Why do the three approaches to presenting the model results produce such different results? Not having participated in the model building process, some managers find the model confusing, some find it intimidating, and others can't understand how it could be so difficult to reach conclusions that seem like common sense once they have been explained. Also, presenting the model shifts the focus away from the maintenance issues that are of interest to managers toward questions of methodology and computer simulation techniques which often are of no interest at all. But there is no teacher like experience. The game playing allows people to experience the change to "proactive" maintenance in its full blown complexity but on a small scale.

In conclusion, we believe that the model building process was successful. While the implementation of these ideas is an on-going process, the project has caused a fundamental shift in attitude of the Corporate Maintenance Leadership Team that promises to dramatically increase the long-term effectiveness of the maintenance function in DuPont.

Figure 1


Work Change Versus Personal Development As The Means For A Paradigm Shift

The motivation to undertake this modeling effort came in part from an earlier failed experience with attempting to make organizational change. The approach taken in the earlier change efforts was to provide widespread training in group processes and thinking. The philosophy in these efforts was that people closest to the work knew what needed changing, and if they were involved and allowed to think, an organizational culture shift would happen that would lead to changing the work. The techniques and technology used in these change efforts were excellent. People individually grew in their ability to think and contribute to the organization and were more empowered to take action. This was the approach DuPont took to TQM.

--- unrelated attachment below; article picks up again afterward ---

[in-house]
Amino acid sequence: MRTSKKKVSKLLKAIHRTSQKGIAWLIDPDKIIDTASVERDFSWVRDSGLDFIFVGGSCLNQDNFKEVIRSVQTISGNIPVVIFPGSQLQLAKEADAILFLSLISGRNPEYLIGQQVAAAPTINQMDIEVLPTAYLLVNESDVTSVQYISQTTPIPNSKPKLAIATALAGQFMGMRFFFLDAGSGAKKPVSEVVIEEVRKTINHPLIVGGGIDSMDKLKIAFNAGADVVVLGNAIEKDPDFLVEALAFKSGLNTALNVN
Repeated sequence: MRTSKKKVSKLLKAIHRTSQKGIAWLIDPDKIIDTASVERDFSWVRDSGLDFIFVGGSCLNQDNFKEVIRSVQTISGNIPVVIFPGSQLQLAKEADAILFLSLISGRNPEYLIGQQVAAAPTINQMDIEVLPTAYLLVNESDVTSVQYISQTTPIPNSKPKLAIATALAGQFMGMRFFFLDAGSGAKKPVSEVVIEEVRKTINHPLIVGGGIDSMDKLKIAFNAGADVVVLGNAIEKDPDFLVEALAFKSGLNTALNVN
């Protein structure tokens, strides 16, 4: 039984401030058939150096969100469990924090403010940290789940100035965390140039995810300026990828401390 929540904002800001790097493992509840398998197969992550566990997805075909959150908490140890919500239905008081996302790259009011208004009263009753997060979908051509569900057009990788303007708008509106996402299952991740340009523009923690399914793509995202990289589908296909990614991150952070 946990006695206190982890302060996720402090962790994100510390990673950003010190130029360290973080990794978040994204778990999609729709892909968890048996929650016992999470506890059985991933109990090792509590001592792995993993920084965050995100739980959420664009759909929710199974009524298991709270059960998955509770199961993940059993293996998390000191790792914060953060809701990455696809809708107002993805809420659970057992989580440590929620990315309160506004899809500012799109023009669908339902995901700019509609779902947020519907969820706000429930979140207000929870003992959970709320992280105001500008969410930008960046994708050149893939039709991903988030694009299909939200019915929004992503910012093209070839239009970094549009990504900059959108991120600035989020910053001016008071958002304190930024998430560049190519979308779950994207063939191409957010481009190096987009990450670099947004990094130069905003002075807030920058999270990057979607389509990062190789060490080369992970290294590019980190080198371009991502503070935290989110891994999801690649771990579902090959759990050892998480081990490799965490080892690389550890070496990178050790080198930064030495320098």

After four years of effort at one particular site, the work had not shifted from the culture that had been prevalent for 35 years. The only changes that had happened were the elimination of some of the extra capacity that had accumulated over the years of continual expansion. This extra capacity was not needed for a plant that was no longer growing in capacity. The organization returned to the form it had taken some 25 years earlier when a similar period of no growth happened.

Framework For Total Change Effort
After eight years of studying the various efforts for organizational change within DuPont, we have developed a framework to evaluate the thoroughness of our efforts. We believe a change effort must include elements from five different categories -- value, passion, ideas, sensitivity, and action.

Value Required As Source Of Change
Change should not be undertaken for change's sake alone, there must be some added value that will accrue based on the change. If this is not the case, then valuable resources and time will be expended without a return. This would surely be a short term effort with little prospect for a long life in the business world. Value however is the life blood of any business enterprise and periodically any enterprise must be regenerated by tapping into some new source of value. The best evidence of this is that 50% of the top 1000 U.S. companies listed in Forbes magazine in 1980 did not exist under the same name in 1990. DuPont, the oldest Fortune 500 Company, has had a number of regenerations in its lifetime of 190 years but the biggest was at the turn of the century when it went from being the DuPont gun powder and explosives business to becoming the DuPont chemical company. That magnitude of change is required in DuPont again today as we approach the end of a another century.